Overall, I’d say that Capturing Love has helped me connect with my clients more authentically. In a large part, I’m able to do this because I’m more conscious of the assumptions I bring to the table. I also have inclusive language that invites people to share who they are. And all of this blends right into my personal life because this work is really about being a better person.  

How has it impacted your thinking as a small business owner?

Capturing Love was a wake-up call to me about how important our work is. Our photographs influence opinions so we better make sure we know what the work is saying. One of the things that drove me to this project originally was that I felt my photographs of same-sex couples looked more like pictures of siblings. Once I listened to what my work was saying, I was able to change it. Now I am concerned with underlying meanings, power relationships and diversity in my portfolio. For instance, now that I know the LGBTQ population is about 5% of the US population, I want to make sure that my portfolio reflects that. Now that I know a ‘dip photo’ communicates strength and power, I’m a little more cautious about imposing that message on a couple.  It’s not that I never do it because some couples want that iconic image, but I’m just careful that they’re not doing it just because I told them to.

What changes, if any, have you seen in the photography industry?

Change is the one thing you can count on in the world, and the photo industry is no different.  I’ve been photographing weddings for 11 years and I’ve seen a lot of changes in my clientele, in industry standards and in wedding traditions, too. In the last two years, I have seen a sharp increase of interest in serving the LGBTQ community. This is truly fantastic change. It’s not every day that you get an entirely new segment of the population entering the wedding industry, so this has been a very exciting time to be a wedding photographer; but, there is still a lot of work to do.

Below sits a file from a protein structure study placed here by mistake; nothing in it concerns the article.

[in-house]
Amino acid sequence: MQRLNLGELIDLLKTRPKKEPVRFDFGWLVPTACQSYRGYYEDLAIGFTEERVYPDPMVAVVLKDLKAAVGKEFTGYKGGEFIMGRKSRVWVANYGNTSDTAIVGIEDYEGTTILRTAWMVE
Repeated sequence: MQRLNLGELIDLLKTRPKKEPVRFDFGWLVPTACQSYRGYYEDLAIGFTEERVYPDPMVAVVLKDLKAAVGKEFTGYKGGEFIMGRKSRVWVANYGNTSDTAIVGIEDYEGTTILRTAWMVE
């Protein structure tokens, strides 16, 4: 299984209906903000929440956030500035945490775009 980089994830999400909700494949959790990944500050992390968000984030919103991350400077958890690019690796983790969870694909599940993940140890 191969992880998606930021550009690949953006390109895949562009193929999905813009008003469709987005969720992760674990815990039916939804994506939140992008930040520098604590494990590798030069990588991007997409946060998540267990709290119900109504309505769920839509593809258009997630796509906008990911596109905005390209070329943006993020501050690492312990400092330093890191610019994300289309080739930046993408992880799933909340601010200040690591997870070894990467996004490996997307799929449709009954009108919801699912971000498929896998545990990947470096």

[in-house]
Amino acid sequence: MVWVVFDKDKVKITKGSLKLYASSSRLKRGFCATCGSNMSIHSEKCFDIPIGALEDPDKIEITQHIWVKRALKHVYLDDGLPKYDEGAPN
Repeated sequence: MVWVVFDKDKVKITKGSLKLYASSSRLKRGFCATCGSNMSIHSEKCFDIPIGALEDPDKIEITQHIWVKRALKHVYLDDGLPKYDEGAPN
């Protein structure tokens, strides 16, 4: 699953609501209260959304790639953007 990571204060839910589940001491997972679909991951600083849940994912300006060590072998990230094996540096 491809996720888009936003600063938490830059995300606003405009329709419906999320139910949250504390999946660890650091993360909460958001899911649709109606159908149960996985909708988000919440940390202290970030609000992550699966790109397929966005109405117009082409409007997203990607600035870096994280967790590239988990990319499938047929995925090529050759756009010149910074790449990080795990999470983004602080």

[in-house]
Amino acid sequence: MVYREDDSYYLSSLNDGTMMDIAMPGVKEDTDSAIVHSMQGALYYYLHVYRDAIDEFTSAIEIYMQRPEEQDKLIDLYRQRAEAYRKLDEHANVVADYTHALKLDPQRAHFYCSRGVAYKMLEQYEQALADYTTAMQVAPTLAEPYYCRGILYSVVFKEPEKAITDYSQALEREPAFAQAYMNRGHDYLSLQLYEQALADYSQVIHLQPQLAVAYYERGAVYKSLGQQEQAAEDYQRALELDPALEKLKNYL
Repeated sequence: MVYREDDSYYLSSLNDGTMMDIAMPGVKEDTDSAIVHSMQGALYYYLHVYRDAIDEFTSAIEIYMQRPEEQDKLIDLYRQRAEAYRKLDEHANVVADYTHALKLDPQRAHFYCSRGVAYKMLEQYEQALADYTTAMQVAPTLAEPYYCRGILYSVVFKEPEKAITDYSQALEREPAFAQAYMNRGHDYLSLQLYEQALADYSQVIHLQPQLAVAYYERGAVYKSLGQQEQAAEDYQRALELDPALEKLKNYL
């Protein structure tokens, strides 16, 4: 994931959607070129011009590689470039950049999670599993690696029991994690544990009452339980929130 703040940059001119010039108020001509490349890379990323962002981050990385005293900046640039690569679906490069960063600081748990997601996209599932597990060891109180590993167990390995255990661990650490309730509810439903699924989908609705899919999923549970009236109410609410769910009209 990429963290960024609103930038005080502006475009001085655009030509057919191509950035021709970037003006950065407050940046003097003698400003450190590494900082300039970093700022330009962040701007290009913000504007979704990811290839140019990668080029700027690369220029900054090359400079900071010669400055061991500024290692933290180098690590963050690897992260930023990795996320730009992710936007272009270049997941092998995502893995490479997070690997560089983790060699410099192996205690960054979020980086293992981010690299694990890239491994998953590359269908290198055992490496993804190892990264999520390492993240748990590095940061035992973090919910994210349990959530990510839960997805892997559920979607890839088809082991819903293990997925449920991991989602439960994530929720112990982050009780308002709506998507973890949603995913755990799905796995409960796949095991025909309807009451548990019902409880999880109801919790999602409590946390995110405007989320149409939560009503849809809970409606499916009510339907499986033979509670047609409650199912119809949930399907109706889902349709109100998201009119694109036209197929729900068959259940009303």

Some photographers may have rushed into being LGBTQ-friendly while not learning how to be LGBTQ-competent. Just like we say in the book, the only way to get better at something is practice, and the one thing you never want to do at a wedding is practice. A wedding is a wedding, but there are some physical and cultural differences that impact our approach to best-serving the LGBTQ community.

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» Having the Best Year Ever? Don’t Stop Now!

WeddingWire Education Expert

Meghan Ely

Meghan Ely is the owner of wedding marketing and wedding pr firm OFD Consulting. As a highly sought-after speaker in the wedding industry, she is the exclusive Wedding PR Education Expert for WeddingWire as well as the national Communications and Marketing Director for WIPA

Perhaps this was your year. The best year ever. The year where everything clicked. When you heard more yes’s than no’s. Maybe you bumped up your salary. Got an office off site. Upgraded your laptop as you simultaneously celebrated meeting your sales goals.

best-year-everIf that sounds like you, then we need to talk.  Because what I’m about to share with you needs to stick with you as you make your plans for 2017.

Don’t stop.

I get it — you didn’t get to this point because of luck. You advertised and stood on your feet for hours at wedding and events. You hit all the local networking events and took out the better part of your region for coffee. You blogged, you shared life behind the scenes on Instagram and even learned a little bit about Snapchat. It’s absolutely normal to feel like it’s time to pull back a little.

But don’t.

One of my best business lessons took place the summer after I graduated from college. I worked for the Nike World Headquarters in Beaverton, Oregon. At the time, they were $13 billion (yes, billion) ahead of their next closest competitor. But they never stopped. They never put the brakes on promotion and innovation. And I’ve carried that lesson with me in the wedding industry ever since.

I see it far too often — a company enjoys the fruits of their labor and then decides to pull back. They see an uptick in the number of client referrals or plans to dedicate more time to social media. So they cut back on media buys and submissions or suddenly disappear from the networking circuit. It doesn’t take long before they see a dip in client and vendor referrals, and business in general. So they ramp up their marketing again — and around and around we go.